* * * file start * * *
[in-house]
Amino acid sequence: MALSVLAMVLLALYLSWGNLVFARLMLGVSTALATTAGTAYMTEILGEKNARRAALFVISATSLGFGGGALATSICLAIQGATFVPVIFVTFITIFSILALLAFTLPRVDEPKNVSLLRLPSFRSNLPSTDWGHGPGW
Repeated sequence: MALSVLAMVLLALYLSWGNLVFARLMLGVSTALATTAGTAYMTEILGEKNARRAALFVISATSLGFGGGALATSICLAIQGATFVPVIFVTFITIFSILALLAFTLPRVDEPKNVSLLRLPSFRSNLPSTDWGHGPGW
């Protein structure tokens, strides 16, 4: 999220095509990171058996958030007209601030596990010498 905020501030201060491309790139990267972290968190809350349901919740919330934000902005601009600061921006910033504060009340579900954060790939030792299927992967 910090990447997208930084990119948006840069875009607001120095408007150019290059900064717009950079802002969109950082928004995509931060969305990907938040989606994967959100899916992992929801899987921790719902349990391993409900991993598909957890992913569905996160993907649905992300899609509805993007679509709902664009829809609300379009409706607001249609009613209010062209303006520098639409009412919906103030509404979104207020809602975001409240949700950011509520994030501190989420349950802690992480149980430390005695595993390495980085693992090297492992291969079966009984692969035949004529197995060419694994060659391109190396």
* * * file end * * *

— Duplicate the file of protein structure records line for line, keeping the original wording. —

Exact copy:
[in-house]
Amino acid sequence: MALSVLAMVLLALYLSWGNLVFARLMLGVSTALATTAGTAYMTEILGEKNARRAALFVISATSLGFGGGALATSICLAIQGATFVPVIFVTFITIFSILALLAFTLPRVDEPKNVSLLRLPSFRSNLPSTDWGHGPGW
Repeated sequence: MALSVLAMVLLALYLSWGNLVFARLMLGVSTALATTAGTAYMTEILGEKNARRAALFVISATSLGFGGGALATSICLAIQGATFVPVIFVTFITIFSILALLAFTLPRVDEPKNVSLLRLPSFRSNLPSTDWGHGPGW
């Protein structure tokens, strides 16, 4: 999220095509990171058996958030007209601030596990010498 905020501030201060491309790139990267972290968190809350349901919740919330934000902005601009600061921006910033504060009340579900954060790939030792299927992967 910090990447997208930084990119948006840069875009607001120095408007150019290059900064717009950079802002969109950082928004995509931060969305990907938040989606994967959100899916992992929801899987921790719902349990391993409900991993598909957890992913569905996160993907649905992300899609509805993007679509709902664009829809609300379009409706607001249609009613209010062209303006520098639409009412919906103030509404979104207020809602975001409240949700950011509520994030501190989420349950802690992480149980430390005695595993390495980085693992090297492992291969079966009984692969035949004529197995060419694994060659391109190396």